Overview of the Parent Education and Support Programme

Through their work, the care facility under study became aware that in South Africa, parents of children with disabilities are sometimes unsure of their role in preparing their children for school or lack the confidence and knowledge to engage in child development activities at home. This is why the facility implemented the Parent Education and Support Programme in two impoverished and under-resourced communities in Cape Town.

The Programme aims to empower parents to support their children’s school readiness. The Programme is run by an occupational therapist and a community-based worker, who present workshops to the parents of these children. These workshops educate parents on what is expected of their child developmentally and the milestones necessary for school readiness. Parents are taught how to use various aids and activities to support their children in developing and performing multiple life skills. The workshops also include information sessions on the following: clear speech, the nutritional requirements of children, health, sleep, emotional security, homework routines and the importance of play.

Rationale for employing occupational therapists

Occupational therapists are professional healthcare workers with extensive tertiary training in disabilities and appropriate rehabilitation practices. They provide specialist rehabilitative care to enable people with disabilities to become more independent. Community-based workers, while playing a vital role in care for people with disabilities, are not necessarily trained in rehabilitative care. Community-based workers’ primary role is to identify people with disabilities in the local community and to improve their access to care.

The WHO’s (2020) guidelines on community-based rehabilitation support NPOs in employing both occupational therapists and community-based workers for such interventions. This staffing arrangement has the added benefit of transferring skills from professionals to community-based workers, thereby continuously upskilling community-based workers (Orkin et al. 2021). This holds significant long-term benefits for the local community. Moreover, the care sector’s burden is redistributed to communities, alleviating the pressure on already overburdened clinics and other institutions.

The dilemma of high costs

Donors are inclined to favour output-driven programmes that yield measurable short-term results and have the potential to be scaled (Banks, Hulme & Edwards 2015; Perroni et al. 2019). Non-profit organisations, however, seek to address pressing community needs (Elbers & Arts 2011), which often require long-term strategies focused on transformation (Andrews 2014; Elbers & Arts 2011). The situation is exacerbated by donors earmarking funding for individual activities and often being unwilling to fund long-term operating costs (Castaneda, Garen & Thornton 2008; Elbers & Arts 2011; Perroni et al. 2019).

In an experimental study, Perroni et al. (2019) found that when donors were presented with various initiatives, they were less likely to contribute to those with comparatively higher fixed costs, even when these interventions followed more effective strategies. Such is the case with the care facility under study, which follows implementation strategies that have yielded high-quality, efficient and effective assistance to beneficiaries.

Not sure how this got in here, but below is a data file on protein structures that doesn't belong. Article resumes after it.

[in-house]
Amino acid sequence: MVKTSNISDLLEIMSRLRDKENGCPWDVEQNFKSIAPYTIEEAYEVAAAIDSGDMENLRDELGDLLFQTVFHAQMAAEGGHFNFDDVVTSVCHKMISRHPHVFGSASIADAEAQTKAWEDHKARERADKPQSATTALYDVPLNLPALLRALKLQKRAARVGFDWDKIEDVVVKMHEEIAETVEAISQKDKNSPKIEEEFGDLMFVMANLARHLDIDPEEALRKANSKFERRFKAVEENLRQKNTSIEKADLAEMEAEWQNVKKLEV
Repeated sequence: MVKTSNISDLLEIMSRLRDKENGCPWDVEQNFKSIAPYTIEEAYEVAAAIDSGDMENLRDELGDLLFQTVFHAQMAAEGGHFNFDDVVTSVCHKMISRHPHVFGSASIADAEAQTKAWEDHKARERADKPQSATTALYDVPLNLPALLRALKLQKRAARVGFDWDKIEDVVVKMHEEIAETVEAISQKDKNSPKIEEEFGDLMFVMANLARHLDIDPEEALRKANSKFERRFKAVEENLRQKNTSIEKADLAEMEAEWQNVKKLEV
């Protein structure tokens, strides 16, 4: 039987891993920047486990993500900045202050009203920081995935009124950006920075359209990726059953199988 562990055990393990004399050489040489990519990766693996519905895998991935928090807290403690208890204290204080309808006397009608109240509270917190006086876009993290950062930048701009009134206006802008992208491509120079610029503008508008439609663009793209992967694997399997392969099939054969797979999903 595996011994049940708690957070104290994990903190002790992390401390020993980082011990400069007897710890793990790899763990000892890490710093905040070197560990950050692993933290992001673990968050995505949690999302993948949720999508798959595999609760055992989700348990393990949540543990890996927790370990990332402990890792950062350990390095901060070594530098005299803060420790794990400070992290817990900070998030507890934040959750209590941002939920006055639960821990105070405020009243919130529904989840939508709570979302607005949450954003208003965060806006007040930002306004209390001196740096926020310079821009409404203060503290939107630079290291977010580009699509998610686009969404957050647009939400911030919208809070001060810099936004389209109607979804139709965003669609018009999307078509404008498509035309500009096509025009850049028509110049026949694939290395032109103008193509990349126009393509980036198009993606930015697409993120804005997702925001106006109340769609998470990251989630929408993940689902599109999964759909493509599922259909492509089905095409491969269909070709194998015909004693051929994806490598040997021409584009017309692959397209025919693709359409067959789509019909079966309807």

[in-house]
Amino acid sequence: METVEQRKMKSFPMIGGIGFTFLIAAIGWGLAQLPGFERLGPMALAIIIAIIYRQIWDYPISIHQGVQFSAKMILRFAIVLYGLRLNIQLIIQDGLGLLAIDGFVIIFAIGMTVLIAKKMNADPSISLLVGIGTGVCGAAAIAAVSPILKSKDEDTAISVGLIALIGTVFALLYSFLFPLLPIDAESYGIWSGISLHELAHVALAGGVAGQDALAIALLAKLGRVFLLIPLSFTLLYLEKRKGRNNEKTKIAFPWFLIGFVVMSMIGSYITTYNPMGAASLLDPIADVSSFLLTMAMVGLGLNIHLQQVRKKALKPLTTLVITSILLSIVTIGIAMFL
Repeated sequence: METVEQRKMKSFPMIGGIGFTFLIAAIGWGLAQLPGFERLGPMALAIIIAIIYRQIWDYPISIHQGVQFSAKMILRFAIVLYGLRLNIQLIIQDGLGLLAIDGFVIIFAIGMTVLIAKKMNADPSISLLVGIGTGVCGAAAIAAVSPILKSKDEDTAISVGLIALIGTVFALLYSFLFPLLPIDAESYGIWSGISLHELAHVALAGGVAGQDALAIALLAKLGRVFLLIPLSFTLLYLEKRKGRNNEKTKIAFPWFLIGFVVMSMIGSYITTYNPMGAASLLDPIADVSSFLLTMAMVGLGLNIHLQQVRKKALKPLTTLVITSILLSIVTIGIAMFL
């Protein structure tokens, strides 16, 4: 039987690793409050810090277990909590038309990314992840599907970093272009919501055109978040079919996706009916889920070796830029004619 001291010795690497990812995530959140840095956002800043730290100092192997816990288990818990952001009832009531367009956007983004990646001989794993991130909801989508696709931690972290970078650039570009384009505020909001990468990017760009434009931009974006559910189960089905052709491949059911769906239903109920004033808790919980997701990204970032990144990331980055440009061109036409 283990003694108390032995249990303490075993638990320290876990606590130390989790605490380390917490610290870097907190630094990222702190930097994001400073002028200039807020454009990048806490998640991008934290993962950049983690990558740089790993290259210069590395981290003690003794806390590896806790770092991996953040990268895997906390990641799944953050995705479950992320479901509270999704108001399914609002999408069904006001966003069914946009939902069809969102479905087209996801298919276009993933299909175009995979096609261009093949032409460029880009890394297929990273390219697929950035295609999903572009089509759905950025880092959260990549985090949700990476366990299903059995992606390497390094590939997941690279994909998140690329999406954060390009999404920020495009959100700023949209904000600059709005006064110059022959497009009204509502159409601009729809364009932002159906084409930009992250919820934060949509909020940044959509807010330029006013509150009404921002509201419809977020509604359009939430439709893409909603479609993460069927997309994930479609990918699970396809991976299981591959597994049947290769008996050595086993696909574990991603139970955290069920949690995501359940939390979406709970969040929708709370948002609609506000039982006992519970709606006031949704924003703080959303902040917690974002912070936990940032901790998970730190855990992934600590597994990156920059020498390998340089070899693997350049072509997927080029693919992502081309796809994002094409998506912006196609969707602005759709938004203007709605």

In these instances, NPOs face a predicament: they either realign their programme strategies to meet donor requirements or risk losing donor support (Banks et al. 2015). Researchers have documented that many NPOs concede to the pressure and opt to adjust programme design and activities to satisfy donors (Andrews 2014; Banks et al. 2015; Elbers & Arts 2011). However, one should question whether these realignments have detrimental effects on programme quality and effectiveness. Non-profit organisations are arguably effective because of grassroots orientation and strategies, and the ability to innovate and learn through first-hand experience of the issues they seek to address (Mansuri & Vijayendra 2013). Sadly, these are the very strategies that NPOs are often forced to abandon to meet donor requirements (Banks et al. 2014).

The potential donors of the care facility under study have argued that the costs of employing an occupational therapist to implement its intervention are too high and that the costs could be reduced using one implementer. The care facility needed more information before hastily adjusting its programme design. To help inform this important decision, we utilised the MCDA methodology.

Research method and design

The MCDA methodology deconstructs the Programme design and implementation decision into three constituent elements: decision goal, alternatives and criteria. Programme stakeholders (including donors) provided the data by making various judgements at different stages in the MCDA process. Once analysed and aggregated, these judgements identify the preferred course of action.

What is multi-criteria decision analysis?

Organisational decisions are based on gathering information, evaluating and assessing trade-offs (Hummel, Bridges & Ijzerman 2014; Marsh et al. 2016; Mu & Pereyra-Rojas 2017). Such decision-making becomes complex when: (1) there are multiple or conflicting alternatives to consider; (2) the information used to make decisions is incomplete or imperfect; and/or (3) multiple decision-makers are involved, and different perspectives and motives thus need to be considered (Dodgson et al. 2009; Dolan, 2000; Duffy 2021). Multi-criteria decision analysis is an umbrella term for frameworks for analysis that simplify such decision-making (Dodgson et al. 2009). It provides a formal methodological approach to high-level decision-making, ensuring that the decision, its options and the consequences are all adequately considered by multiple stakeholders (Marsh et al. 2016).